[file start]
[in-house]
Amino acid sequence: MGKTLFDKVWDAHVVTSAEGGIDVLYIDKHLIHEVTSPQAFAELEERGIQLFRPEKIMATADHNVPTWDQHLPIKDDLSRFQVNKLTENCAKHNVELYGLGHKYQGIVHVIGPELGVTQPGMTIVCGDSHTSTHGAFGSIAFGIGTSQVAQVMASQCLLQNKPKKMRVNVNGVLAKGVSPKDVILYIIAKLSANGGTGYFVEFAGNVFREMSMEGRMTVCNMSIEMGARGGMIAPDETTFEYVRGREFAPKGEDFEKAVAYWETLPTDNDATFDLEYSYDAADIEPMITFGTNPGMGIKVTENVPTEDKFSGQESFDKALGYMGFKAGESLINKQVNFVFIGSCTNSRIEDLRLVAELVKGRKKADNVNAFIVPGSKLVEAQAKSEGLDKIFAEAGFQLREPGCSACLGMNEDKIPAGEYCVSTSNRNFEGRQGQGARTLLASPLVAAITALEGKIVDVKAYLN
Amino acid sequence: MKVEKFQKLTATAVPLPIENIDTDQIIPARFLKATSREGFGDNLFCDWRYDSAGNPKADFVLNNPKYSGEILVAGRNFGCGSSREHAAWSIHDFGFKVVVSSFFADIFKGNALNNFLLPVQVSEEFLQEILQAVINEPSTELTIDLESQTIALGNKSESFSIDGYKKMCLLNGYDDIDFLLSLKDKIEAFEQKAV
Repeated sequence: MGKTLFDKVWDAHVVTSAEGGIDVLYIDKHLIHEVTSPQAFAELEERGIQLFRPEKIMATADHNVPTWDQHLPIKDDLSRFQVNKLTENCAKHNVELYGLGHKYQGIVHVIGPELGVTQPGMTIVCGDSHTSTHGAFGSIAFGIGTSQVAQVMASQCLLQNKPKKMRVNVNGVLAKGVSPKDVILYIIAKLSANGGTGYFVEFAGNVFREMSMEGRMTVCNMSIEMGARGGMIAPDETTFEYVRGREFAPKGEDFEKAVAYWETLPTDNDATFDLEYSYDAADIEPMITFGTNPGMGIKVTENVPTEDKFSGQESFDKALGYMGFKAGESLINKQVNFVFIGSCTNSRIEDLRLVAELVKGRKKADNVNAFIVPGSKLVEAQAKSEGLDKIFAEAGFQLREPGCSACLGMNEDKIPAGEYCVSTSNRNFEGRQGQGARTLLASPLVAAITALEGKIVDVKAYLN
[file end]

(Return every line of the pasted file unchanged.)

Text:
[in-house]
Amino acid sequence: MGKTLFDKVWDAHVVTSAEGGIDVLYIDKHLIHEVTSPQAFAELEERGIQLFRPEKIMATADHNVPTWDQHLPIKDDLSRFQVNKLTENCAKHNVELYGLGHKYQGIVHVIGPELGVTQPGMTIVCGDSHTSTHGAFGSIAFGIGTSQVAQVMASQCLLQNKPKKMRVNVNGVLAKGVSPKDVILYIIAKLSANGGTGYFVEFAGNVFREMSMEGRMTVCNMSIEMGARGGMIAPDETTFEYVRGREFAPKGEDFEKAVAYWETLPTDNDATFDLEYSYDAADIEPMITFGTNPGMGIKVTENVPTEDKFSGQESFDKALGYMGFKAGESLINKQVNFVFIGSCTNSRIEDLRLVAELVKGRKKADNVNAFIVPGSKLVEAQAKSEGLDKIFAEAGFQLREPGCSACLGMNEDKIPAGEYCVSTSNRNFEGRQGQGARTLLASPLVAAITALEGKIVDVKAYLN
Amino acid sequence: MKVEKFQKLTATAVPLPIENIDTDQIIPARFLKATSREGFGDNLFCDWRYDSAGNPKADFVLNNPKYSGEILVAGRNFGCGSSREHAAWSIHDFGFKVVVSSFFADIFKGNALNNFLLPVQVSEEFLQEILQAVINEPSTELTIDLESQTIALGNKSESFSIDGYKKMCLLNGYDDIDFLLSLKDKIEAFEQKAV
Repeated sequence: MGKTLFDKVWDAHVVTSAEGGIDVLYIDKHLIHEVTSPQAFAELEERGIQLFRPEKIMATADHNVPTWDQHLPIKDDLSRFQVNKLTENCAKHNVELYGLGHKYQGIVHVIGPELGVTQPGMTIVCGDSHTSTHGAFGSIAFGIGTSQVAQVMASQCLLQNKPKKMRVNVNGVLAKGVSPKDVILYIIAKLSANGGTGYFVEFAGNVFREMSMEGRMTVCNMSIEMGARGGMIAPDETTFEYVRGREFAPKGEDFEKAVAYWETLPTDNDATFDLEYSYDAADIEPMITFGTNPGMGIKVTENVPTEDKFSGQESFDKALGYMGFKAGESLINKQVNFVFIGSCTNSRIEDLRLVAELVKGRKKADNVNAFIVPGSKLVEAQAKSEGLDKIFAEAGFQLREPGCSACLGMNEDKIPAGEYCVSTSNRNFEGRQGQGARTLLASPLVAAITALEGKIVDVKAYLN